Denis Villeneuve, Dune

The DGA’s picks almost never overlap entirely with the Oscars’ five, but year after year, pundits convince themselves that this time, it’ll happen. After all, these are the top-five Best Picture contenders, why would they not also get nominated for directing? (Somewhere in the Pacific Palisades, a single tear rolls down Bradley Cooper’s cheek.)

If an outsider does sneak in, they probably won’t be American. For three years running, this increasingly international branch has nominated a foreign-language filmmaker. The best bet this season is Hamaguchi, whose unhurried Murakami adaptation — it’s 72 times as long as the Beatles song of the same name — has become the toast of critics circles. But which DGA nominee does he push out? I’ve seen arguments for Steven Spielberg, whose West Side Story remake has lost steam, and Kenneth Branagh of Belfast, whose shamelessly crowd-pleasing instincts could run afoul of this notoriously gatekeeping branch. But what if it’s Spielberg and Branagh because of a wild-card appearance by Adam McKay, whose film snuck into BAFTA’s top five and who hasn’t missed with this branch since reinventing himself as the heir to Voltaire and Jonathan Swift.

Best Actor

Benedict Cumberbatch, The Power of the Dog
Leonardo DiCaprio, Don’t Look Up
Andrew Garfield, Tick, Tick … Boom!
Will Smith, King Richard
Denzel Washington, The Tragedy of Macbeth

The core four of this race have felt locked since November. Smith and Cumberbatch leaped to the top of the rankings with star turns at Telluride. Washington’s ability to get nominated for films like Roman J. Israel, Esq. made him a popular preseason pick; his ability to make the Bard’s English feel as natural as modern speech sealed it. Garfield came into the season with a lower profile, but he sang and danced his way into a spot once TTB hit streaming.

Who joins them? Javier Bardem of Being the Ricardos has SAG on his side, and I’m wary of going against an actor playing a famous showbiz figure from the 20th century. However, DiCaprio’s BAFTA nod has me leaning Leo. The Brits use a multistep jury process that’s meant to spotlight underappreciated performers; the fact that the Hollywood princeling got in anyway suggests he was near the top of the vote tallies. Besides, DiCaprio’s on a decade-long hot streak with the Oscars, and you figure the surging Don’t Look Up is due to show up somewhere in the acting categories.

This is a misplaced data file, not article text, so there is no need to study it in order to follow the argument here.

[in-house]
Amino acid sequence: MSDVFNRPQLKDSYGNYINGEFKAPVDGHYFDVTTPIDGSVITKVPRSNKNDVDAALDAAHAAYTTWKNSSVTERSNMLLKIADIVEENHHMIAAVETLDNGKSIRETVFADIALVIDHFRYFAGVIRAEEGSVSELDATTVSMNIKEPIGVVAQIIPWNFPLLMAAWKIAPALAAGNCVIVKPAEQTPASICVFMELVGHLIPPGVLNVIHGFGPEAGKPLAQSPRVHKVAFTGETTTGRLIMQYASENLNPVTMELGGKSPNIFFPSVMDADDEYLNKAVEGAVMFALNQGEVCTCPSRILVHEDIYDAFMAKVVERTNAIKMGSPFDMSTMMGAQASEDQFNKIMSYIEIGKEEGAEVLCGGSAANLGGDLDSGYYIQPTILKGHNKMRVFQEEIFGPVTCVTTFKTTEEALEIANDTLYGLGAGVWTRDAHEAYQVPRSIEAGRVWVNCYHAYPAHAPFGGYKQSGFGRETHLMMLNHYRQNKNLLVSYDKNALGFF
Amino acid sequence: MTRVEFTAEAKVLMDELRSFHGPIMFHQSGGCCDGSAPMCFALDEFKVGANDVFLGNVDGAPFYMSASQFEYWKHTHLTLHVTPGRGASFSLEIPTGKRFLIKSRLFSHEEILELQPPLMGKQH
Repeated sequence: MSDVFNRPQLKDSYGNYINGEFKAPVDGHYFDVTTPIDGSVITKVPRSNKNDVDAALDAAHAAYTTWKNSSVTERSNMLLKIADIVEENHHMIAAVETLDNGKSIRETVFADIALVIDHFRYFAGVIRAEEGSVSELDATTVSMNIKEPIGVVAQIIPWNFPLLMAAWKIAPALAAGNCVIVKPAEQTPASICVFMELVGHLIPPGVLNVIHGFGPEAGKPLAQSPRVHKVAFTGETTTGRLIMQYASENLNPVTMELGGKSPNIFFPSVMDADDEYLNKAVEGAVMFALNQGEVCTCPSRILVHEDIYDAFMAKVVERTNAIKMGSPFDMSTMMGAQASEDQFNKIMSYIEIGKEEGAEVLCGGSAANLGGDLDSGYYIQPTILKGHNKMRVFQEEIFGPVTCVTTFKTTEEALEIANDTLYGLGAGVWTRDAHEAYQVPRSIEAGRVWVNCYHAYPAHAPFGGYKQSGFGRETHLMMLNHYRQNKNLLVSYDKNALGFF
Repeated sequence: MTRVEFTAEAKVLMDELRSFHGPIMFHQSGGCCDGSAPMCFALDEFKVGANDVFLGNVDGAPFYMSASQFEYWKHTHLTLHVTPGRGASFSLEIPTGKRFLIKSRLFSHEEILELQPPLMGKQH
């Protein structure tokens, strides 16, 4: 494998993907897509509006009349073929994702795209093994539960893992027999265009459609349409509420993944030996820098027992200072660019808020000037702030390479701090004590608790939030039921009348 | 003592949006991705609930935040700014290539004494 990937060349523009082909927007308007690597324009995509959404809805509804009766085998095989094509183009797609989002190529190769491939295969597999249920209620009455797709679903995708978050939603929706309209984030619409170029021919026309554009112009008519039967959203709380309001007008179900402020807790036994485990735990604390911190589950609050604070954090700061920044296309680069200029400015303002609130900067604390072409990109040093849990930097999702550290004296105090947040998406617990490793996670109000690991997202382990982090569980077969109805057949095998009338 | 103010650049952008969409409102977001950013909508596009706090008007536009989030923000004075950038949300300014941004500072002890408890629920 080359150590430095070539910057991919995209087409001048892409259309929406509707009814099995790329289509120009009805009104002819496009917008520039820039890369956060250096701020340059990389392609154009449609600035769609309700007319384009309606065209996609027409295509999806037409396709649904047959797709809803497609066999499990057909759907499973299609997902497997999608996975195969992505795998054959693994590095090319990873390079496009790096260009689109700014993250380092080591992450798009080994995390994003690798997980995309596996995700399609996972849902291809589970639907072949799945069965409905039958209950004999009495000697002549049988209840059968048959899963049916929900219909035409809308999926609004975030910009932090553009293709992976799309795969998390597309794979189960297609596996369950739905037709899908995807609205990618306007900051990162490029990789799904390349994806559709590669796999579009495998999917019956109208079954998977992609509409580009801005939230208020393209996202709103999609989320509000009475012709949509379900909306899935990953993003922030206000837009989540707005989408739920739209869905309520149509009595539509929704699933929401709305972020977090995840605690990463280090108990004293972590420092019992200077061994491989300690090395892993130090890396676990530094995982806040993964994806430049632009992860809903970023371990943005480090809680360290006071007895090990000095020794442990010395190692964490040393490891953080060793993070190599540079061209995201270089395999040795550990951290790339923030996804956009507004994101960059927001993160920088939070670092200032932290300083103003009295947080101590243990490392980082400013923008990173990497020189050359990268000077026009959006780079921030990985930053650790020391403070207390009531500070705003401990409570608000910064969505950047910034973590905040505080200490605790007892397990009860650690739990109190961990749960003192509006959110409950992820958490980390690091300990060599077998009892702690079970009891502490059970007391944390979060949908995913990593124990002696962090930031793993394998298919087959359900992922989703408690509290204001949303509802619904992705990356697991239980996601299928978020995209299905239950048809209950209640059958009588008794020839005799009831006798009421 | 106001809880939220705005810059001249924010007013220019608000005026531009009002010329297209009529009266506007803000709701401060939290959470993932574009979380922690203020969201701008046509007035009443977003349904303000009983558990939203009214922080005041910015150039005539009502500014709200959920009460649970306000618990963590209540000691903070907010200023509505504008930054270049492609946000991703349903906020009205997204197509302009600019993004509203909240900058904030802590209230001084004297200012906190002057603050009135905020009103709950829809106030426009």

Best Actress

Olivia Colman, The Lost Daughter
Lady Gaga, House of Gucci
Alana Haim, Licorice Pizza
Nicole Kidman, Being the Ricardos
Kristen Stewart, Spencer

Welcome to the hardest acting race to figure out. Stewart seemed locked in as the Best Actress front-runner before snubs at SAG and BAFTA threw her campaign into jeopardy. While a win is probably out of the question, I’m holding out hope she can still make it in. Is this delusional? Probably, but here are my rationalizations: An unapologetically arthouse film like Spencer was never going to be SAG’s cup of tea, and BAFTA has a complex about fictional portrayals of Princess Diana. (They didn’t go for Emma Corrin in The Crown either.)

Kidman and Colman also got overlooked at BAFTA, but those are misses we can chalk up to the weird jury system and move on with our lives. As respected past winners leading on-the-bubble Best Picture contenders, they feel like the surest things in this unpredictable race. So does Gaga, whose Method-lite performance has unexpectedly become the only one to show up at all the major precursors. Bravo!